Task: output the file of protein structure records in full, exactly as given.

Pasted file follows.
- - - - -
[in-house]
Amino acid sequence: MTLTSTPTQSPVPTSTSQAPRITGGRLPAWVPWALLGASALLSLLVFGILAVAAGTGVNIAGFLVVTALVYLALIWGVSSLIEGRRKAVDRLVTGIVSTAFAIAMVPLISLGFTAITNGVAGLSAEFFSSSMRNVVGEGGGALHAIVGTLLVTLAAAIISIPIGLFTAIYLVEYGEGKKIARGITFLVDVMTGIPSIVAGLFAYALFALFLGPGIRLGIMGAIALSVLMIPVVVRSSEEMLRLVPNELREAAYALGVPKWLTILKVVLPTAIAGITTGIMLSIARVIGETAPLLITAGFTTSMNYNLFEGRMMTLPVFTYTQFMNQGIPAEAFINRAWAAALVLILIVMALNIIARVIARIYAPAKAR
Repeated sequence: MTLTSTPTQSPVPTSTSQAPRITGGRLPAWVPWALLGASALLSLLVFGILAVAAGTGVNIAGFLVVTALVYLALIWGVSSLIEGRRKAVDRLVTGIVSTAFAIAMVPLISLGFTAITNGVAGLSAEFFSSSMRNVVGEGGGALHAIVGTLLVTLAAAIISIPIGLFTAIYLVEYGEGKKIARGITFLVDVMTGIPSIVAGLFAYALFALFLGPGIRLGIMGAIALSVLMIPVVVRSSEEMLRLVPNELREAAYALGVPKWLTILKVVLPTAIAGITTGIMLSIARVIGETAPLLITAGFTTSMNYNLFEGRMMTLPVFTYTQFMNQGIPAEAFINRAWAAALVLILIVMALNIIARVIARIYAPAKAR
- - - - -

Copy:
[in-house]
Amino acid sequence: MTLTSTPTQSPVPTSTSQAPRITGGRLPAWVPWALLGASALLSLLVFGILAVAAGTGVNIAGFLVVTALVYLALIWGVSSLIEGRRKAVDRLVTGIVSTAFAIAMVPLISLGFTAITNGVAGLSAEFFSSSMRNVVGEGGGALHAIVGTLLVTLAAAIISIPIGLFTAIYLVEYGEGKKIARGITFLVDVMTGIPSIVAGLFAYALFALFLGPGIRLGIMGAIALSVLMIPVVVRSSEEMLRLVPNELREAAYALGVPKWLTILKVVLPTAIAGITTGIMLSIARVIGETAPLLITAGFTTSMNYNLFEGRMMTLPVFTYTQFMNQGIPAEAFINRAWAAALVLILIVMALNIIARVIARIYAPAKAR
Repeated sequence: MTLTSTPTQSPVPTSTSQAPRITGGRLPAWVPWALLGASALLSLLVFGILAVAAGTGVNIAGFLVVTALVYLALIWGVSSLIEGRRKAVDRLVTGIVSTAFAIAMVPLISLGFTAITNGVAGLSAEFFSSSMRNVVGEGGGALHAIVGTLLVTLAAAIISIPIGLFTAIYLVEYGEGKKIARGITFLVDVMTGIPSIVAGLFAYALFALFLGPGIRLGIMGAIALSVLMIPVVVRSSEEMLRLVPNELREAAYALGVPKWLTILKVVLPTAIAGITTGIMLSIARVIGETAPLLITAGFTTSMNYNLFEGRMMTLPVFTYTQFMNQGIPAEAFINRAWAAALVLILIVMALNIIARVIARIYAPAKAR